4. Every human being must, at various times in life, encounter the immensities.
This has been a theme in my private philosophy for a very long time. It first came to me just after encountering a storm in the forested midlands of Germany, in the summer of 2004. It grew in my mind as I read philosophers like Levinas and Ricoeur, and early european hero-epics like The Táin, and Beowulf. The Immensity is the event, experience, or circumstance which reveals something absolutely different from, and even greater than, the self; it calls one’s powers into question; it demands a response. You can’t control it; there’s nothing you can do about it; and there’s no way to avoid it. I take my hint from Stoicism here. Yet in the act of responding to it, your life is configured. You set yourself on a certain path, or into a certain way of being in the world, perhaps irreversibly, whether towards flourishing or towards bereftness. There are four such immensities for everyone: the vastness of earth and space, the otherness of other people, the imprisoning grasp of solitude and loneliness, and finally the inevitability of death. There may be more than these four, but these are the four that concern me the most.
5. The good life is one in which you respond to the call of the immensity in a way that brings out the best in you.
To explain: the best response to the immensity is the one that stretches your natural potentials toward excellence– and in so doing, transforms your choices, and also the call of the immensity, into an affirmation of the goodness of life. To be clear, the immensity itself doesn’t really change. But your encounter with the immensity can change from an occasion for fear and despair and doubt, to an occasion for affirming the goodness of life in this world. Here we find a new configuration for those individualist hero-virtues like courage and will: here we find a way of affirming them that doesn’t assume a strict black-and-white dichotomy between the individual and society. And this leads me to the most important position:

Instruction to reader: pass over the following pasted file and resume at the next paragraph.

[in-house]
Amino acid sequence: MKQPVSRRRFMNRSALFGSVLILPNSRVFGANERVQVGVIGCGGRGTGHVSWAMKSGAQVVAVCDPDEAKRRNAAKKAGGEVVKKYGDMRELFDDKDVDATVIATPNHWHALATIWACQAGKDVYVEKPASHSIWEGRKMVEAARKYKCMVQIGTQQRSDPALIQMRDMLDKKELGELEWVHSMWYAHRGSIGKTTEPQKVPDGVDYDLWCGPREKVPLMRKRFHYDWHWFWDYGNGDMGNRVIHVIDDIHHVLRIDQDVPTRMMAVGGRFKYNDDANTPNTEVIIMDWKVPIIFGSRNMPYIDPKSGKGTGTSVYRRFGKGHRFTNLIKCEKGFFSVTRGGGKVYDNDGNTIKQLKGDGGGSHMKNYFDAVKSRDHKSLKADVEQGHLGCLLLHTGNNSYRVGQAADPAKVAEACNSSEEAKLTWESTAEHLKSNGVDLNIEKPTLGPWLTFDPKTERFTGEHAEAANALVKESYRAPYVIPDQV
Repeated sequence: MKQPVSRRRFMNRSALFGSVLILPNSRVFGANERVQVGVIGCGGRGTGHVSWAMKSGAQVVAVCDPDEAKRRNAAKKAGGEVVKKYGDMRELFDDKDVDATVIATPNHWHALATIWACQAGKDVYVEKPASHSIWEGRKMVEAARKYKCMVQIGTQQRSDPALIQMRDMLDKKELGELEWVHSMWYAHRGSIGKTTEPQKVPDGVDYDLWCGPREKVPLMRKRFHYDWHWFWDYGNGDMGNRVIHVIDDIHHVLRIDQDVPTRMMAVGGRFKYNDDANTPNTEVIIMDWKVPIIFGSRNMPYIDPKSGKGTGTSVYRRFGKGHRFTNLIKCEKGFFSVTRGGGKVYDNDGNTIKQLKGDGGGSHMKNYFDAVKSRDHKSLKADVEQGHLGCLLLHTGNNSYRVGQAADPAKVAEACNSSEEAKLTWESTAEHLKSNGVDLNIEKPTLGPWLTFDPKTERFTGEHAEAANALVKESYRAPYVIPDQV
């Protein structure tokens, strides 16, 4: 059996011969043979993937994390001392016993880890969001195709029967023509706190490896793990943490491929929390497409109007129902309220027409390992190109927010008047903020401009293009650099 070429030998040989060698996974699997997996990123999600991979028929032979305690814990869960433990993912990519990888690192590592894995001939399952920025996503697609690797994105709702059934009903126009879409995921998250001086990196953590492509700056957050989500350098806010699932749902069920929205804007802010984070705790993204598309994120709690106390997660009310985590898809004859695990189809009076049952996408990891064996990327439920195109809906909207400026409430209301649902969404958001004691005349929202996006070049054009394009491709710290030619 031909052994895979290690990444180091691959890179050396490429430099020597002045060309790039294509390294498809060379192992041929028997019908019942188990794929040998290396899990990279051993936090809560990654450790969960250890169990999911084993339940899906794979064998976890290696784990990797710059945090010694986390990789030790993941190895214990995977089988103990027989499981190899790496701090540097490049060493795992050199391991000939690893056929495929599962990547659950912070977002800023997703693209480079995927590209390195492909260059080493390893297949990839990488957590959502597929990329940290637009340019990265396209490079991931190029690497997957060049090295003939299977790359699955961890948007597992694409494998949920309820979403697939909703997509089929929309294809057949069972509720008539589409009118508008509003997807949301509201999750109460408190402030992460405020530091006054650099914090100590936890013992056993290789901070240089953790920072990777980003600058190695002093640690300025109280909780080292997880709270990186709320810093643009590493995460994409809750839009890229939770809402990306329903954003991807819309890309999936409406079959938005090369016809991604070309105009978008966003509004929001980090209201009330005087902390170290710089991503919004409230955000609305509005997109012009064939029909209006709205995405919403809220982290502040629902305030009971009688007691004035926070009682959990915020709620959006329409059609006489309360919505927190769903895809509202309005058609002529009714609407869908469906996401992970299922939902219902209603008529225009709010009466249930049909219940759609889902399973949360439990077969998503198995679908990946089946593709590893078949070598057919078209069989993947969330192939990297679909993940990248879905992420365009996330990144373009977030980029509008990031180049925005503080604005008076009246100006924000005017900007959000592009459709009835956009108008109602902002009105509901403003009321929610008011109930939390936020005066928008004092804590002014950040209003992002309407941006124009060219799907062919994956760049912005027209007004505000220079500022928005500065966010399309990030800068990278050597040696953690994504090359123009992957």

6. Life on earth is good; life on earth is worth living!
The proposition must be enacted in all one’s practices as an essential resolution of the will. Were I to be more rigorously philosophical, I would treat that proposition as an open question, something we could reasonably doubt. But in the everyday practicality of human life, the proposition “Life is good” must be a deep commitment. For its alternatives lead the way to injustice, suffering, despair, suicide, and The Nothing. If the gods exist, and if they have any kind of plan for humanity, their plan is fulfilled in its entirety in any present moment where people come together to discover something wonderful, create something beautiful, and fall in love with each other.
I have more positions than these, but I’ll have to explain them later. (Some are already explained in my previous published works.) At the moment, it’s exam-marking season here and I suppose I should get back to work. 🙂